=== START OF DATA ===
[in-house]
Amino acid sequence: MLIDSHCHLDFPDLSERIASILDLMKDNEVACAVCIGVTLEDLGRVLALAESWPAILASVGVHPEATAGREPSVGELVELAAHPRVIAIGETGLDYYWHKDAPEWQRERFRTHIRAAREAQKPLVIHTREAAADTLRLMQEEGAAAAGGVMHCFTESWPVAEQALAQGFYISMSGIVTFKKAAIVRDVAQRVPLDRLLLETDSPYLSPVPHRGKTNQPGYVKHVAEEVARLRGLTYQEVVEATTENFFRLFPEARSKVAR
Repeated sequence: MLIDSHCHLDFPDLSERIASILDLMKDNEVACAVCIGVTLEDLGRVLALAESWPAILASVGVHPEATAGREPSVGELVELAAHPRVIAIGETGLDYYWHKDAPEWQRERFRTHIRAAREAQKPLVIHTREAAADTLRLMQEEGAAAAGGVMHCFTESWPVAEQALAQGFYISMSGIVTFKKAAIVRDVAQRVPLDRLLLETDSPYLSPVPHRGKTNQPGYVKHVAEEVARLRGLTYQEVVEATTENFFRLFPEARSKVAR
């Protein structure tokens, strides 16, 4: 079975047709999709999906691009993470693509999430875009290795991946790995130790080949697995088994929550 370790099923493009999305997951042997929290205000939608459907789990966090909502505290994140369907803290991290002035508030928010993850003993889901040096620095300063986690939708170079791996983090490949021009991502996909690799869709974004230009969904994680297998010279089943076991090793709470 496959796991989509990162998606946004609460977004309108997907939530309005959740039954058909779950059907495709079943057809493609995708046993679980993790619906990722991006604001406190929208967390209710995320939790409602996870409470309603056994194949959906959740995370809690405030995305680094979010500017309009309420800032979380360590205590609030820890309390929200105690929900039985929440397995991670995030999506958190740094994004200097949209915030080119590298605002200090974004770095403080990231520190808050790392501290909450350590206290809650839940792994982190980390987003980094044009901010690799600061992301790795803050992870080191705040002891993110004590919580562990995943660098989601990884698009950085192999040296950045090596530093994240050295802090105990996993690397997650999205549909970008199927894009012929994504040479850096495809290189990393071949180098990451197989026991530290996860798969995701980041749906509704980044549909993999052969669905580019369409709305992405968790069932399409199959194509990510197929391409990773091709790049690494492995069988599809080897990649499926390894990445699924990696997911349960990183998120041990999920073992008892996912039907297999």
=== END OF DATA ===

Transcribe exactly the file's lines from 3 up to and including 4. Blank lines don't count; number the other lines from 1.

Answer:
Repeated sequence: MLIDSHCHLDFPDLSERIASILDLMKDNEVACAVCIGVTLEDLGRVLALAESWPAILASVGVHPEATAGREPSVGELVELAAHPRVIAIGETGLDYYWHKDAPEWQRERFRTHIRAAREAQKPLVIHTREAAADTLRLMQEEGAAAAGGVMHCFTESWPVAEQALAQGFYISMSGIVTFKKAAIVRDVAQRVPLDRLLLETDSPYLSPVPHRGKTNQPGYVKHVAEEVARLRGLTYQEVVEATTENFFRLFPEARSKVAR
């Protein structure tokens, strides 16, 4: 079975047709999709999906691009993470693509999430875009290795991946790995130790080949697995088994929550 370790099923493009999305997951042997929290205000939608459907789990966090909502505290994140369907803290991290002035508030928010993850003993889901040096620095300063986690939708170079791996983090490949021009991502996909690799869709974004230009969904994680297998010279089943076991090793709470 496959796991989509990162998606946004609460977004309108997907939530309005959740039954058909779950059907495709079943057809493609995708046993679980993790619906990722991006604001406190929208967390209710995320939790409602996870409470309603056994194949959906959740995370809690405030995305680094979010500017309009309420800032979380360590205590609030820890309390929200105690929900039985929440397995991670995030999506958190740094994004200097949209915030080119590298605002200090974004770095403080990231520190808050790392501290909450350590206290809650839940792994982190980390987003980094044009901010690799600061992301790795803050992870080191705040002891993110004590919580562990995943660098989601990884698009950085192999040296950045090596530093994240050295802090105990996993690397997650999205549909970008199927894009012929994504040479850096495809290189990393071949180098990451197989026991530290996860798969995701980041749906509704980044549909993999052969669905580019369409709305992405968790069932399409199959194509990510197929391409990773091709790049690494492995069988599809080897990649499926390894990445699924990696997911349960990183998120041990999920073992008892996912039907297999």